The art of the apology
If you are going to eat shit, don't nibble. - Ben Horowitz
The perfect crisis comms response doesn’t exist. In a crisis, the fog of war means it’s hard to get everything right. But if you’re going to get one thing right, let it be the apology — it’s what people will remember.
Here are the basic ingredients that every apology should have.
1. Say the words
The first rule of apologizing is to apologize. Say the actual words: “I apologize” or “I’m sorry.” Have it come from a specific human being. (After all, if no one was at fault, why apologize?)
The more human and heartfelt the better, which is why “I’m sorry” is better than “we’re sorry.” Don’t try to qualify or hedge. Say, “I’m sorry I…” NOT “I’m sorry you…” or “I’m sorry if…”
And anything is better than the phlegmatic “We regret…”
2. Sorry for what?
Sometimes the corporate apologizer tries to get cute by apologizing for things that are clearly out of their control (sorry about the storm!). Take responsibility for what you did wrong, specifically.
You might need to do some investigation first to make sure that you only share accurate information about what happened. Don’t sugarcoat it or use euphemisms (“the issue”!) and don’t use passive tense (the invertebrate mantra, “mistakes were made”).
Give an explanation (here’s where we went wrong) but not an excuse (it wasn’t really our fault because…).
3. Berate yourself so they don’t have to
Put yourself in the position of the person or people you wronged. Show empathy by describing how you would feel or the specific impact on them. Don’t minimize this or - God forbid - say “at least.” Aswrote in The Hard Thing About Hard Things: "If you are going to eat shit, don't nibble."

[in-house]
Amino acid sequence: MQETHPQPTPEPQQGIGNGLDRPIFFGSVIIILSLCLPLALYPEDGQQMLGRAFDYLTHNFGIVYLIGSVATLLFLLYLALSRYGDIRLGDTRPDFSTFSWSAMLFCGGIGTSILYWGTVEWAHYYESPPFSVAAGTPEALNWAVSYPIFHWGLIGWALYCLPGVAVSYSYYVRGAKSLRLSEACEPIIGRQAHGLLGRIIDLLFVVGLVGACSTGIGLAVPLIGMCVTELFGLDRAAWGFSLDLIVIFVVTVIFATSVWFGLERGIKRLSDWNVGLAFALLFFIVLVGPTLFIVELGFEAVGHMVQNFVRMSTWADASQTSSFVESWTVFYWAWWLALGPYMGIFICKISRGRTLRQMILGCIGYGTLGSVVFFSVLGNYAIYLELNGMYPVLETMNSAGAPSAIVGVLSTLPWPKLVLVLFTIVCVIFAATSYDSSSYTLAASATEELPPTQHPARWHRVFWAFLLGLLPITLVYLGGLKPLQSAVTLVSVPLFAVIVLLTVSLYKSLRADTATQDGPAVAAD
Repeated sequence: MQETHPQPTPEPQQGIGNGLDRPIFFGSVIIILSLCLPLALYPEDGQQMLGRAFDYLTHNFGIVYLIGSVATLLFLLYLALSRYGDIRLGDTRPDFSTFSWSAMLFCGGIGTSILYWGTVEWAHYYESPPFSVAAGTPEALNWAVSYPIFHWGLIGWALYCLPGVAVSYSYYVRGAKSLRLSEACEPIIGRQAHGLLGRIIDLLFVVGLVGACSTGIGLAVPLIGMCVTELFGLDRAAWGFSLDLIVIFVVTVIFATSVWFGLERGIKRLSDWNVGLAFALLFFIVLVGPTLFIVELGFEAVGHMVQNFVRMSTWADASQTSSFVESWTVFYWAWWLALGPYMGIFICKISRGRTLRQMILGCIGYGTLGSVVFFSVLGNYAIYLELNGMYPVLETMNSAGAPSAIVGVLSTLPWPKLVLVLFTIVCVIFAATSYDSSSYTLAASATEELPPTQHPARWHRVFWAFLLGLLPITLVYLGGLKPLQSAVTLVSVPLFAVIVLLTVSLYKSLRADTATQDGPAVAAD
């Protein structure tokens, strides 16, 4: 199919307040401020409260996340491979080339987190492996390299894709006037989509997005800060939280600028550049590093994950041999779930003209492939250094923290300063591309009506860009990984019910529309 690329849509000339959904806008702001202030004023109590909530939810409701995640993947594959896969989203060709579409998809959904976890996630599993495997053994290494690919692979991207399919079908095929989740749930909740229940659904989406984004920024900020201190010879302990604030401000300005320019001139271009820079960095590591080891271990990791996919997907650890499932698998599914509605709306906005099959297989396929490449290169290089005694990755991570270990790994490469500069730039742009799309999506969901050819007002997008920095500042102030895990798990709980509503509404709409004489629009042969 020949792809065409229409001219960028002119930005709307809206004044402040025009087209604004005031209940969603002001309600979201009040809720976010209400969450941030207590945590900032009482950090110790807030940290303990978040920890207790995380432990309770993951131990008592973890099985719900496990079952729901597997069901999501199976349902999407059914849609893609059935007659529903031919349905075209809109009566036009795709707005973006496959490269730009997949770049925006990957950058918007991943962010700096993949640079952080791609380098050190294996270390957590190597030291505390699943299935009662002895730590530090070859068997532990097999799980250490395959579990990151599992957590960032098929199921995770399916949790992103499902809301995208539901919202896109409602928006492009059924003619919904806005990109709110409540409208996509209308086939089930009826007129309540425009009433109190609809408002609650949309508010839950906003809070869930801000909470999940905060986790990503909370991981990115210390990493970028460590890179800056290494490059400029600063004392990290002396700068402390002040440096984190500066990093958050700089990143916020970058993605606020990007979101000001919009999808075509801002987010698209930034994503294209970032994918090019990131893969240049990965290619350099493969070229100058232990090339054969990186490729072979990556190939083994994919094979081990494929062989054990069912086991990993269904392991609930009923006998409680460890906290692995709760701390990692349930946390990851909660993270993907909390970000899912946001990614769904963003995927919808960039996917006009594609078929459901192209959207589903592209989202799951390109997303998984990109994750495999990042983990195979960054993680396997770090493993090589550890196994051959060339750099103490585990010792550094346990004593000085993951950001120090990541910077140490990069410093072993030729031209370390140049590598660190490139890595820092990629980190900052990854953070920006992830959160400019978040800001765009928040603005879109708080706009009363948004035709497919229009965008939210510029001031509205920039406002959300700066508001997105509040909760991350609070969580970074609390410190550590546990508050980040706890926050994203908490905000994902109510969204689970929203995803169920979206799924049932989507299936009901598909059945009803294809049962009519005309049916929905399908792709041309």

They’re likely in the mindset of being ready to disagree with whatever you say, so give them a reason to react with “oh it wasn’t that big a deal” instead of “you don’t seem to get how big a deal this was.”
4. Make amends
Say what you’ll do to make it right or make sure it doesn’t happen again. Warning: at this stage, it’s easy to lie. It might be by accident and with the best intentions — when you’re trying to win someone back, it’s tempting to promise the world.
But do not mortgage your future credibility to make this moment slightly less painful. Only say things that are absolutely airtight and true. What you say here must be able to be taken literally and interpreted liberally. After a breach in trust, the last thing you want is to have to later clarify, “well technically, what I meant was…”
5. Extra point
Follow through, then follow up. Do exactly what you said you would, and if possible, beat expectations: do it sooner than you promised, or give more than you offered. Then, show you’re going the extra mile with accountability by following up: check in with them, apologize again, thank them for their grace and patience, and confirm that you’ve kept your promises.
The key is to do this unprompted, on your own initiative, as you don’t get any points for doing the right thing with a gun to your head.
An effective apology should contain all of these things. Fixing the actual crisis is hard enough. A botched apology doesn’t need to compound your troubles.
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I would have expected the first decision in the WAR room to put out an apology immediately. They did not create a media BAR and did not put out daily updates focusing on a defining a narrative, instead they allowed social media to control the narrative. From a crisis communication perspective, I don't think they hit the mark (I did like the social media push showing pilot passing out coffee). DOT does not get a pass either because they were briefed on Southwest's archaic system months ago and did nothing. The mainstream media is pushing an anti-southwest story but there are others to blame as well. I do wonder how a comms team deals with egos in that environment though. Maybe you can host a podcast with the SW comms team next year to learn about what happened in the WAR room.
Excellent guidance covering just about every step in the process. I’d only add that sometimes lawyers will contend that an apology is an admission of guilt, making the organization more vulnerable to litigation. In most states, however, courts have ruled that an apology and legal guilt are separate and not connected.